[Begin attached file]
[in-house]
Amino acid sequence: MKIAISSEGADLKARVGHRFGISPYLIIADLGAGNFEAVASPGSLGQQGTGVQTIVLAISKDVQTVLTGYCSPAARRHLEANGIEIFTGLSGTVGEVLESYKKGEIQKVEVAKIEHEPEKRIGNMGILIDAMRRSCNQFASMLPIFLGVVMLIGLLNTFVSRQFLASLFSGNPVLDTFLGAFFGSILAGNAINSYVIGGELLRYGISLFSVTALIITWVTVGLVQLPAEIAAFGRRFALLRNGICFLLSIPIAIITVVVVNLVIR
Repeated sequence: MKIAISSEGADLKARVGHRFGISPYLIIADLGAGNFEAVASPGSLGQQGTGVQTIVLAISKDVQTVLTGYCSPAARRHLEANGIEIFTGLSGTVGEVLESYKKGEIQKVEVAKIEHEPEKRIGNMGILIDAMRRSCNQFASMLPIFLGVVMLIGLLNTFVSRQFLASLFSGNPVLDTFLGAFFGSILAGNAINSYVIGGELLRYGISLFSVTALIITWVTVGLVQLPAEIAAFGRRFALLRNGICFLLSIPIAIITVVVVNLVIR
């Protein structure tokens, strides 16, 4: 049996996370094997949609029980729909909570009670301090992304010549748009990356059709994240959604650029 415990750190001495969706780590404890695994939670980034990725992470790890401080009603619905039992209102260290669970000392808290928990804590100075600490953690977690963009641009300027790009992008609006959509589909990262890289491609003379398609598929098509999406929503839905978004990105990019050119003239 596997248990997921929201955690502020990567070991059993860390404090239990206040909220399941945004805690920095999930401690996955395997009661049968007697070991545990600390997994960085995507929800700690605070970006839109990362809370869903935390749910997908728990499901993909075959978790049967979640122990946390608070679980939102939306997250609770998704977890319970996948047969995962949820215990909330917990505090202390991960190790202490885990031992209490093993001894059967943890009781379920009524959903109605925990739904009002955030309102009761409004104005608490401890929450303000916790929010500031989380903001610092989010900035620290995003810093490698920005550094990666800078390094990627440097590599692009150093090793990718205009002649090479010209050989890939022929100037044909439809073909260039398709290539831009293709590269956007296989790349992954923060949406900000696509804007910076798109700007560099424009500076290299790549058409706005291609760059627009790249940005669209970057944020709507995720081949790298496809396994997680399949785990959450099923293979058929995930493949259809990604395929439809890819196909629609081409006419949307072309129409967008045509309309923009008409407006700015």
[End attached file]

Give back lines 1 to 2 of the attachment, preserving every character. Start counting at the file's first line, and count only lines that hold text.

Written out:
[in-house]
Amino acid sequence: MKIAISSEGADLKARVGHRFGISPYLIIADLGAGNFEAVASPGSLGQQGTGVQTIVLAISKDVQTVLTGYCSPAARRHLEANGIEIFTGLSGTVGEVLESYKKGEIQKVEVAKIEHEPEKRIGNMGILIDAMRRSCNQFASMLPIFLGVVMLIGLLNTFVSRQFLASLFSGNPVLDTFLGAFFGSILAGNAINSYVIGGELLRYGISLFSVTALIITWVTVGLVQLPAEIAAFGRRFALLRNGICFLLSIPIAIITVVVVNLVIR